The board of directors must ensure that the Company has sound internal control and systems for risk management that are appropriate in relation to the extent and nature of the company’s activities. Internal control and the systems should also encompass the company’s corporate values, ethical guidelines and guidelines for corporate social responsibility. The board of directors should carry out an annual review of the company’s most important areas of exposure to risk and its internal control arrangements.
REMUNERATION OF THE BOARD OF DIRECTORS:
The remuneration of the board of directors should reflect the board’s responsibility, expertise, time commitment and the complexity of the company’s activities. The remuneration of the board of directors should not be linked to the company’s performance.
The company should not grant share options to members of its board. Members of the board of directors and/or companies with which they are associated should not take on specific assignments for the company in addition to their appointment as a member of the board. If they do nonetheless take on such assignments this should be disclosed to the full board.
The remuneration for such additional duties should be approved by the board. Any remuneration in addition to normal directors’ fees should be specifically identified in the annual report.
REMUNERATION OF EXECUTIVE PERSONNEL:
The board of directors is required by law to prepare guidelines for the remuneration of the executive personnel. These guidelines are communicated to the annual general meeting.
The board of director’s statement on the remuneration of executive personnel should be a separate appendix to the agenda for the general meeting. It should also be clear which aspects of the guidelines are advisory and which, if any, are binding. The general meeting should vote separately on each of these aspects of the guidelines. The guidelines for the remuneration of the executive personnel should set out the main principles applied in determining the salary and other remuneration of the executive personnel. The guidelines should help to ensure convergence of the financial interests of the executive personnel and the shareholders.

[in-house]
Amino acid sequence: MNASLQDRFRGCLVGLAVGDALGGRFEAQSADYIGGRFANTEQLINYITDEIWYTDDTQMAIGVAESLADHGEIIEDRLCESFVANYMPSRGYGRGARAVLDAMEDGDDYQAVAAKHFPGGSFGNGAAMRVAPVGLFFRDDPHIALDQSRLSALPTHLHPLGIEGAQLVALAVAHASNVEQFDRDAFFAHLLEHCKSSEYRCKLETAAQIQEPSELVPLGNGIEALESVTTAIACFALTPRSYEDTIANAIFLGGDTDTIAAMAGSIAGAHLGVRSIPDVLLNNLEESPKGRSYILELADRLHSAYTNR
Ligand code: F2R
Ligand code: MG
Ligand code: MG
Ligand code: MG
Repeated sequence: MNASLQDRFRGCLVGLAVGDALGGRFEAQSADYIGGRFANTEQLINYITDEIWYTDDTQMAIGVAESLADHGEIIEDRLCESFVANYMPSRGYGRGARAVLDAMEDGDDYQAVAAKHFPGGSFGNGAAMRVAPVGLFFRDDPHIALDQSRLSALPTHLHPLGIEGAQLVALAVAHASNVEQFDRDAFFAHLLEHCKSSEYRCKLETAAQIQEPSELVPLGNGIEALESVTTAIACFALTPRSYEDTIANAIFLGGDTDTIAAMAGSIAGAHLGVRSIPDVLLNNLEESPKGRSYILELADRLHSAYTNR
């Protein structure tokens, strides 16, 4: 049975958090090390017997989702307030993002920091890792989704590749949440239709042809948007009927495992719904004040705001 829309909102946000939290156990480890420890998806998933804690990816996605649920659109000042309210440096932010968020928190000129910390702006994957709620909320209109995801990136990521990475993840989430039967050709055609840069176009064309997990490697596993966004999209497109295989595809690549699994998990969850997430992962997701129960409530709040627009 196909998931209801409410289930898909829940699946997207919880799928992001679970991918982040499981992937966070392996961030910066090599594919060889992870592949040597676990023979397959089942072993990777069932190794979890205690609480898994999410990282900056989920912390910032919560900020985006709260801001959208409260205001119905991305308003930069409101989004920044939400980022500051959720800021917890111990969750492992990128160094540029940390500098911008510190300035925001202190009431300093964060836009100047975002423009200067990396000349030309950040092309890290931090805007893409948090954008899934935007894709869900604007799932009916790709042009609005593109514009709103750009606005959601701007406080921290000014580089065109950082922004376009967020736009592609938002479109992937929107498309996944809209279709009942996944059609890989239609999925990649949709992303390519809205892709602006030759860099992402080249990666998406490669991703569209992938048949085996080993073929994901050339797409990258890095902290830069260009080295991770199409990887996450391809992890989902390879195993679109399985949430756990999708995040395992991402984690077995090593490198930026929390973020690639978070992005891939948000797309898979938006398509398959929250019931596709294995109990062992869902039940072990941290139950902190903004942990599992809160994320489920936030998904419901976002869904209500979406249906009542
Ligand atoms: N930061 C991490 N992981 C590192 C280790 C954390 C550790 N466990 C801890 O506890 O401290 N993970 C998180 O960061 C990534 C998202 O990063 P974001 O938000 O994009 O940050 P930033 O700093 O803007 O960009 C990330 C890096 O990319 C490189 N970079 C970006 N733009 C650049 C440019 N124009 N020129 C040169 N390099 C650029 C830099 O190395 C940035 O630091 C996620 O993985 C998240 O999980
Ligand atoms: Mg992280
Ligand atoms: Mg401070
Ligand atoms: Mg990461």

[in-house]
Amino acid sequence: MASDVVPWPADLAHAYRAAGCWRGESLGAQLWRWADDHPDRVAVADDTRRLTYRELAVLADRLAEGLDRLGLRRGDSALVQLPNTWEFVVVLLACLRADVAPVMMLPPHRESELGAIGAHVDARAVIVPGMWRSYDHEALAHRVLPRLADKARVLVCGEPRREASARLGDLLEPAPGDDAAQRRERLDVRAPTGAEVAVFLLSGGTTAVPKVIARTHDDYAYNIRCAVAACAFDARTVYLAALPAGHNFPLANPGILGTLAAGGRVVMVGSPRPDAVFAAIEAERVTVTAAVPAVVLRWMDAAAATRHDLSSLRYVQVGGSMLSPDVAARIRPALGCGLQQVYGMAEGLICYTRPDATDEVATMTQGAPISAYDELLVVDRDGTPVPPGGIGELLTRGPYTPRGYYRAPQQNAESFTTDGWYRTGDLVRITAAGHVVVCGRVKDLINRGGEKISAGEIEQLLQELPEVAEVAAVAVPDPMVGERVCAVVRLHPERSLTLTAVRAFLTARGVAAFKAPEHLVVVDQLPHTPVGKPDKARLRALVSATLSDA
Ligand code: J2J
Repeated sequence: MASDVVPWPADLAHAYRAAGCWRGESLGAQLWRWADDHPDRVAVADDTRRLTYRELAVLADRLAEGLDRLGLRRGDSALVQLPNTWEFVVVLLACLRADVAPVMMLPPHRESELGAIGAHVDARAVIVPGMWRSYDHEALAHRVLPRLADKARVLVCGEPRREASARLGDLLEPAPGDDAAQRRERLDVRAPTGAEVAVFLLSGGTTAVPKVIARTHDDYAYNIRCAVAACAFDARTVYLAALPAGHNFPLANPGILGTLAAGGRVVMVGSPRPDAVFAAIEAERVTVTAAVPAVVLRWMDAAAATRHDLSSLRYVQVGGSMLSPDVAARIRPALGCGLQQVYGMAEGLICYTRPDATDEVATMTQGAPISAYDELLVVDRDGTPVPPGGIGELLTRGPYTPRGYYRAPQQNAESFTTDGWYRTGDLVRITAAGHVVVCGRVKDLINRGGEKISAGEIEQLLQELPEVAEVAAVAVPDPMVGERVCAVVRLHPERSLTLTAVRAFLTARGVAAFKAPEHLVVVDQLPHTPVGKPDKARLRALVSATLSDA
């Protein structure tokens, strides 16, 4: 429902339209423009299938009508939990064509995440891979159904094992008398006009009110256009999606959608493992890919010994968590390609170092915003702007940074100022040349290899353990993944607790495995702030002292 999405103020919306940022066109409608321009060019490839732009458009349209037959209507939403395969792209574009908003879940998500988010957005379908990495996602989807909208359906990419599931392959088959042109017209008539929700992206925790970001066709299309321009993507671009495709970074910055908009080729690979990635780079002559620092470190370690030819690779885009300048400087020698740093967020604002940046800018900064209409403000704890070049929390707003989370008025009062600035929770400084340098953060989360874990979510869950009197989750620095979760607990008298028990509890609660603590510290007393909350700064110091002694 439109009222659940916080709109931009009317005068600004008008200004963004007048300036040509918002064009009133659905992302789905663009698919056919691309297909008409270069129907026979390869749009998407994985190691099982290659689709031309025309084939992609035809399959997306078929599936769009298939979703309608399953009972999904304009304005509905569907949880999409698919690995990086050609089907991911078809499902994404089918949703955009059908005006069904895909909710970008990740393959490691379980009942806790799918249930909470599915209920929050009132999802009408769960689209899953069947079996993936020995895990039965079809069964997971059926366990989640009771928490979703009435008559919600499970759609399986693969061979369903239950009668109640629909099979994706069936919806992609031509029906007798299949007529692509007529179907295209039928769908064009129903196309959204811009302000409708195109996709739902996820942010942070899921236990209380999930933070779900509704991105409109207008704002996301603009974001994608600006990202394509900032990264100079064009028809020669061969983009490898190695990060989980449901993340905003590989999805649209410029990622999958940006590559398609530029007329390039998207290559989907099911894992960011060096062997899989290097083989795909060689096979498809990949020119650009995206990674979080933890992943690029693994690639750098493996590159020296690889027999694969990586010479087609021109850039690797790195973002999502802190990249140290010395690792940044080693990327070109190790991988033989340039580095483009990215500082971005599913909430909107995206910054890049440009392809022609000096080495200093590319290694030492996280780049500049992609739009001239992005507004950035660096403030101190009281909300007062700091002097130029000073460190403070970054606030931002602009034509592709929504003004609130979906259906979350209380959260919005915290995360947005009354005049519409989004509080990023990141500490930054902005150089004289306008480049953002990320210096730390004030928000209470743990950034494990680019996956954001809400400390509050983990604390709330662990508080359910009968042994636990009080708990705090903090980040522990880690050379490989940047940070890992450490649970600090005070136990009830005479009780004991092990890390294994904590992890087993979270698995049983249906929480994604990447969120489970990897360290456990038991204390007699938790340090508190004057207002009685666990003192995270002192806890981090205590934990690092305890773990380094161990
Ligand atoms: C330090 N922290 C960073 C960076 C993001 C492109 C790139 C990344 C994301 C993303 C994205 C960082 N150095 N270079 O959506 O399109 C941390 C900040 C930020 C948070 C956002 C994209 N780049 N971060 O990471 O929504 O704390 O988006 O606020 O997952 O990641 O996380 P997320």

Performance-related remuneration of the executive personnel in the form of share options, bonus programmes or the like should be linked to value creation for shareholders or the company's earnings performance over time. Such arrangements, including share option arrangements, should incentivize performance and be based on quantifiable factors over which the employee in question can have influence. Performance related remuneration should be subject to an absolute limit.
INFORMATION AND COMMUNICATIONS:
The Board of Directors should establish guidelines for the company’s reporting of financial and other information based on openness and taking into account the requirement for equal treatment of all participants in the securities market. The company should publish an overview each year of the dates for major events such as its annual general meeting, publication of interim reports, public presentations, dividend payment date if appropriate etc.